Expert on mass shootings weighs in on warning signs, what you can do

Experts say some people may be on a heightened alert after seeing multiple mass shootings in the spotlight in recent weeks.

Experts say they understand that some people may be concerned this weekend after mass shootings in Philadelphia, Chattanooga, and also in recent weeks in Buffalo and Uvalde. And for those in Central Florida, especially as the 6th anniversary of the Pulse Tragedy nears. 

"It’s hard talking to Orlando because I know Orlando gets this. I know any time someone drives down that road they’re going to see the memory of Pulse. I would encourage you, just don’t feel hopeless. Because the minute we feel hopeless, our 49 died in vain. The 21 at Uvalde died in vain. All of these individuals died for no reason if we give up and we let the perpetrators win," said Jaclyn Schildkraut, who is a national expert on mass shootings.

Schildkraut grew up in Parkland, Florida, where 17 people lost their lives in a school shooting in 2018, and graduated from the University of Central Florida located in Orlando where a shooter killed 49 people at the Pulse nightclub in 2016. Schildkraut studies mass shootings and helps survivors.

She looks at the behavior of the shooters before the tragedy in hopes to understand it more to prevent another one from happening. Schildkraut said it usually starts with a grievance, like a break-up or loss of a job. Then, the person typically gets weapons, and she said the person will almost always tell someone or post about it on social media.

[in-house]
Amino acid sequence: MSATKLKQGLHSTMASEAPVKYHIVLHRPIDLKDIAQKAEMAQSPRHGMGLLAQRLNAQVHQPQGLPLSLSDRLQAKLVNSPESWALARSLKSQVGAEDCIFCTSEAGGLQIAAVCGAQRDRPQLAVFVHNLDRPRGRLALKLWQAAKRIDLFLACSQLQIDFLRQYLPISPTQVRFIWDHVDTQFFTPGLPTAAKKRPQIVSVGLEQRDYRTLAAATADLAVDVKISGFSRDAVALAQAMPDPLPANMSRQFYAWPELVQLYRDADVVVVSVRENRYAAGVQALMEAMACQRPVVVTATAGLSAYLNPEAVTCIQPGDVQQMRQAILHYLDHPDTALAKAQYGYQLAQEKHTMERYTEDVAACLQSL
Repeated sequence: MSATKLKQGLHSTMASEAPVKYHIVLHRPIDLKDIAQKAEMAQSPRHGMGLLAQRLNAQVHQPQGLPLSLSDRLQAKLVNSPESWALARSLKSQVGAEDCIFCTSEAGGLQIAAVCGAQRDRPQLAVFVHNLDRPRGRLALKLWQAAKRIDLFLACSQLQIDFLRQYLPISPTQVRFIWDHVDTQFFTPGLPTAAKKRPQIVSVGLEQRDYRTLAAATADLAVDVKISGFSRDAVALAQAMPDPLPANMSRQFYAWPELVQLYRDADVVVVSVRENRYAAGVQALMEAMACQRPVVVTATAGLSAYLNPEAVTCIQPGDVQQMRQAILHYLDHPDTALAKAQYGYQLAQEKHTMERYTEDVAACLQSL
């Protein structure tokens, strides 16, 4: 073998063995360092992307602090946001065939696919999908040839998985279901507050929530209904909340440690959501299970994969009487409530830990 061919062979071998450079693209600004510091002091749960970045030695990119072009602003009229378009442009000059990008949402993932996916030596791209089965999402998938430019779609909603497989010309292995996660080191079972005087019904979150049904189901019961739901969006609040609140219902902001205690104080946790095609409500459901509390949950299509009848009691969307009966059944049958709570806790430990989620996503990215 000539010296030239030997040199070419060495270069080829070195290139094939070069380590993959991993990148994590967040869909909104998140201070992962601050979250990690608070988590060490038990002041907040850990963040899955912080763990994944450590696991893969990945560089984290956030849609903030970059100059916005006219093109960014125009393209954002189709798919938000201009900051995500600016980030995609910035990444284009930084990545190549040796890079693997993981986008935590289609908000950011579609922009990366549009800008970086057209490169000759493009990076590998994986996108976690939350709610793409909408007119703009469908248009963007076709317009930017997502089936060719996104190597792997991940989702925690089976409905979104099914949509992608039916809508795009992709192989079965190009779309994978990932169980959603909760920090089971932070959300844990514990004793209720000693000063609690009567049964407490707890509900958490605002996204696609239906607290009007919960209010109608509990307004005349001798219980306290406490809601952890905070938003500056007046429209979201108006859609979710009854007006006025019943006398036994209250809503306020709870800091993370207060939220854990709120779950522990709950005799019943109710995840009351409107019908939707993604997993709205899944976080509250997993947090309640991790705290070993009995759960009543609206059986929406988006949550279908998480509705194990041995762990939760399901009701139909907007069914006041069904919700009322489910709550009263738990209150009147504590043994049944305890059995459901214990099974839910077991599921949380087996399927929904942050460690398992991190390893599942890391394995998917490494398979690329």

"I think in our society, we have become very desensitized to the issue of mass shootings," she said. "I think we brush it off as people being people, kids being kids, but we never know if someone has the means or plans to follow through with what they're saying." 

That's why she said it's important for those in the public to take any threats they hear or see on social media seriously.

"It’s really important to get that info to people like law enforcement, and community mental health organizations who can work together to not only access the threat and its potential credibility but also to put a management plan in place to prevent a shooting or any catastrophe in place before they happen," said Schildkraut.

To ease any worries, Schildkraut says it's a good idea to have a plan wherever you go. 

"I always walk in somewhere, and I always do a quick scan set a plan, just knowing where the exits are, and being situationally aware of what’s going on around me. But I don’t stop living my life because the reality is this can happen anywhere at any time, and even in our own homes," said Schildkraut.

According to the Gun Violence Archive, which is an independent organization, that tracks shootings in the United States, there have been 245 mass shootings so far this year.